Reviewed by Turfseer 6 / 10

Interesting, offbeat tale told in cinema verite style, chronicling Dad with dubious parenting skills

Created by newcomer brothers Ben and Joshua Safdie, 'Daddy Longlegs' was shot on 16 millimeter and has the appearance of a film created in the late 70s (it seems like this is when the film is supposed to take place). It's up for the John Cassavettes Award as part of the independent cinema Spirit Awards in 2011 and reminds one of a Cassavettes film, shot in a cinema verite style, with partially a jazz score underneath. I recently heard the Safdies speak about the film in person and they indicated that it's loosely based on experiences with their father who divorced their mother years ago.

Daddy Longlegs is about a ne'er-do-well by the name of Lenny played by first-time actor Ronald Bronstein. Lenny is divorced from his wife and gets to spend two weeks out of the year with his 7 and 9 year old children, Sage and Frey (played by Sage and Frey Ranaldo in real life). Bronstein remained in character even when not on the set—for example when he visited Sage and Frey at their real school!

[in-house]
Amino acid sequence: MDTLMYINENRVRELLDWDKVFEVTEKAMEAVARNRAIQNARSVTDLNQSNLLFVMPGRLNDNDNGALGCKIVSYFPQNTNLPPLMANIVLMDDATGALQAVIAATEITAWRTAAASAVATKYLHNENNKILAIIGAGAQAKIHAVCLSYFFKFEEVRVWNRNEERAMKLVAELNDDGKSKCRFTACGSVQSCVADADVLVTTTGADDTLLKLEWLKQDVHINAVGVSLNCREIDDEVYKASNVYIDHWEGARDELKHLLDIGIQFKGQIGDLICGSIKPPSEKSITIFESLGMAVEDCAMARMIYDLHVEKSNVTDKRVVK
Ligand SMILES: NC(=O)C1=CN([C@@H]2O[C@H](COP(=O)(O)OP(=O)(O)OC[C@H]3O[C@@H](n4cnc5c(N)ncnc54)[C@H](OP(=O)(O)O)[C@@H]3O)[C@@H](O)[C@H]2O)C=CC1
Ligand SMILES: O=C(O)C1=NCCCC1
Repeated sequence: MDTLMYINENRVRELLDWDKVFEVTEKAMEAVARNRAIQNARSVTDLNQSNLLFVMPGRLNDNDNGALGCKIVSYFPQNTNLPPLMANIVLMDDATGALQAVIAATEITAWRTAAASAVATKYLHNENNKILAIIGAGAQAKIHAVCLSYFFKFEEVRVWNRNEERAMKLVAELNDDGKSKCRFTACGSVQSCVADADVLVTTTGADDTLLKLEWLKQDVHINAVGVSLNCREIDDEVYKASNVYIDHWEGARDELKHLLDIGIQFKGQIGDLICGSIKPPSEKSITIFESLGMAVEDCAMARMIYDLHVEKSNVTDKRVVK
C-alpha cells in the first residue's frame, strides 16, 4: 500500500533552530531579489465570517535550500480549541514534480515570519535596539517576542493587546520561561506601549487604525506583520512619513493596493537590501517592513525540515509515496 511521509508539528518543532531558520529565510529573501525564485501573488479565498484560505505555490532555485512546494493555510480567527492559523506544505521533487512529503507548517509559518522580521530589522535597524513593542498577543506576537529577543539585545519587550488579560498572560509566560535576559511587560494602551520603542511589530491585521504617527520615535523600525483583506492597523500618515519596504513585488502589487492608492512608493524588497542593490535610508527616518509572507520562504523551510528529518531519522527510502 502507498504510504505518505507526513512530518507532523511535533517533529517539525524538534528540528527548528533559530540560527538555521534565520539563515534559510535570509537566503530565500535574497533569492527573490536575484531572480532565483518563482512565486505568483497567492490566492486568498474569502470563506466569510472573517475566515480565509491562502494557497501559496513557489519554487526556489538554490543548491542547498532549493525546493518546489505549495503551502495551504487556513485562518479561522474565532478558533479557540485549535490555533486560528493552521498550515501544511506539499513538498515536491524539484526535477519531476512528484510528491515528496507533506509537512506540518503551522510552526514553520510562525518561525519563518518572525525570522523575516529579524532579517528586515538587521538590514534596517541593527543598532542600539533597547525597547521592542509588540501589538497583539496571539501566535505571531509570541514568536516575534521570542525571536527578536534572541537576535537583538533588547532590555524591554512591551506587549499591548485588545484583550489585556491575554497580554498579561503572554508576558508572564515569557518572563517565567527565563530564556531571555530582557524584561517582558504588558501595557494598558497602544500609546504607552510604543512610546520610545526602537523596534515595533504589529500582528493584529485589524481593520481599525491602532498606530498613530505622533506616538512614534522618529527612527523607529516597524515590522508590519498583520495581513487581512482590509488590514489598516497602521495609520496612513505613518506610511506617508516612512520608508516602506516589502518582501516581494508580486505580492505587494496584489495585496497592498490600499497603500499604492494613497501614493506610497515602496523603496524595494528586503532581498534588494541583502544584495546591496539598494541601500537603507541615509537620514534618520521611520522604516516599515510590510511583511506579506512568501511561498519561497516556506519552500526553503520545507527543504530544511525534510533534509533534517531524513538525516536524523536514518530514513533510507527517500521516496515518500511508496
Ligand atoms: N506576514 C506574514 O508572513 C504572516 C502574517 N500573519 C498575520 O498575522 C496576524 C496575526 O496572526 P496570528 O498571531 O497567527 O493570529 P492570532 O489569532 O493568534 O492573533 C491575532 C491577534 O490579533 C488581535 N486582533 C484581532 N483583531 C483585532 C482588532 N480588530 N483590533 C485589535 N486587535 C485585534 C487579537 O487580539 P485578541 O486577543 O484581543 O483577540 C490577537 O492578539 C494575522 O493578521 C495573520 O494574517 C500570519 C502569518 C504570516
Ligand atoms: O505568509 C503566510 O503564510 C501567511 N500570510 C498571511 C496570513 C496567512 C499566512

Daddy Longlegs is the portrait of a parent who obviously loves his children, but through his irresponsible behavior, ultimately places their lives in jeopardy. When we first meet Lenny, he defensively argues with the school principal who has taken the children out of school for picking fights with other kids. Lenny does crazy things like walking on his hands across the street with the children. After having an argument with his girlfriend, he picks up another woman and goes to bed with her. He then convinces this woman, a virtual stranger, to drive upstate with her boyfriend and brings the kids along on a mini-vacation.